Côte’s main course offerings cater for a range of tastes, from ‘light mains’ which go against the traditionally French disdain of (or downright refusal to recognise) vegetarians with similarly un-French dishes such as ‘risotto vert’, though their crêpes and salads bolster the menu’s Gallic identity. For those of us with more of an appetite, there is also a selection of fish and meat, grilled or otherwise, from which we chose a roast duck breast and one of the day’s specials, a brace of roast quail. Duck breast is a personal favourite, entirely irresistible, my hamartia (or rather duckartia), and so I was delighted to see it arrive uniformly pink. It tasted as good as it looked, succulent and slightly gamey, with a sour griottine cherry sauce – the flavoursome cherries clearly having been macerated in kirsch or another such liqueur – cutting through the rich duck nicely.
It was served with a gratin dauphinoise, a dish of creamy layered potato which oozes cheesy richness – but the fact is that, delicious as it was, it simply didn’t go with the duck, which requires something a little more verdant to accompany what is quite a bold, individual flavour. If I had to describe the dish (and indeed most of the other dishes too) in a single word, it would be ‘concentrated’; Côte distils the most indulgent aspects of French cuisine and combines them, largely successfully, though with the occasional slip-up.
The quail did not suffer from this flaw: it was presented elegantly, wrapped up in crisp bacon and laid on a bed of mixed vegetables and melt-in-the-mouth potatoes, all drizzled with a heady mustard seed sauce. Quail is a dainty little bird, cute to look at and an enjoyable novelty to eat, but perhaps not perfect for someone with a hearty appetite; despite these minor qualms, the course left us satisfied and looking forward to dessert.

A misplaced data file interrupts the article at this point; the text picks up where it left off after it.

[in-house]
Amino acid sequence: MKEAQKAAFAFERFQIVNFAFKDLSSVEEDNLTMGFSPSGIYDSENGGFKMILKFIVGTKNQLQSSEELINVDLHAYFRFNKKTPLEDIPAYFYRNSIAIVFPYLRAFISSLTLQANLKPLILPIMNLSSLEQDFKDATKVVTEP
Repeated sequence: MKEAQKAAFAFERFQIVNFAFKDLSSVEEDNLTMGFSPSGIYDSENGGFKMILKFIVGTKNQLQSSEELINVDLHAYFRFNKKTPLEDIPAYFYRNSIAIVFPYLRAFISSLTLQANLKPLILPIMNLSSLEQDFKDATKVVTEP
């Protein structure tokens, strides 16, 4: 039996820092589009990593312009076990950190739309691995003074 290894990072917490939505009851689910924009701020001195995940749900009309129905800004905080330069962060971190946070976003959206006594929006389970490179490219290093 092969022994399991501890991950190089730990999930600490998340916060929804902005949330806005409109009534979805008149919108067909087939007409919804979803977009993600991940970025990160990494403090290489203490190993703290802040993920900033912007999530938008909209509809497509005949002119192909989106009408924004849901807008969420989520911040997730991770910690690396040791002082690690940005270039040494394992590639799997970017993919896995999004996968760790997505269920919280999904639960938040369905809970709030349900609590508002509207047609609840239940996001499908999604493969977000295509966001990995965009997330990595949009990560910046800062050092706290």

The jewel of any French menu, the last course is one of pure indulgence at Côte, featuring classics such as crème brûlée and pain perdu, the latter of which was my choice. And a good choice it was, too: a small puddle of warm caramel played host to a golden tower of the brioche pudding, which was buttery and crisp on the outside, yet fluffy inside, with a scoop of vanilla ice cream atop it; it even attenuated the unexpectedly harsh aftertaste of a glass of Muscat dessert wine. Palatable though the pain perdu was, I somewhat regretted not having ordered for myself the praline crêpe with chocolate sauce, Chantilly cream and caramelised banana rounds, all the flavours of which worked together like the most harmonious of symphonies: nutty, rich and sweet, clouds of cream and crackling caramelised sugar. Just absolute perfection.
Maybe it was just the combined sugar and caffeine high, but at the end of the meal we felt that Côte was certainly a place worth revisiting in one of its many guises: breakfast bar, offering such classics as eggs Florentine and croques monsieur and madame; eatery perfect for a lunch or dinner as rapide or drawn-out as you please; or merely social hub – somewhere to come with vaguely peckish friends for a glass of wine and a little cured meat. True, it’s not the pinnacle of French gastronomy, but what it sets out to do, it does magnificently, with a charm and atmosphere unrivalled by any of its neighbours.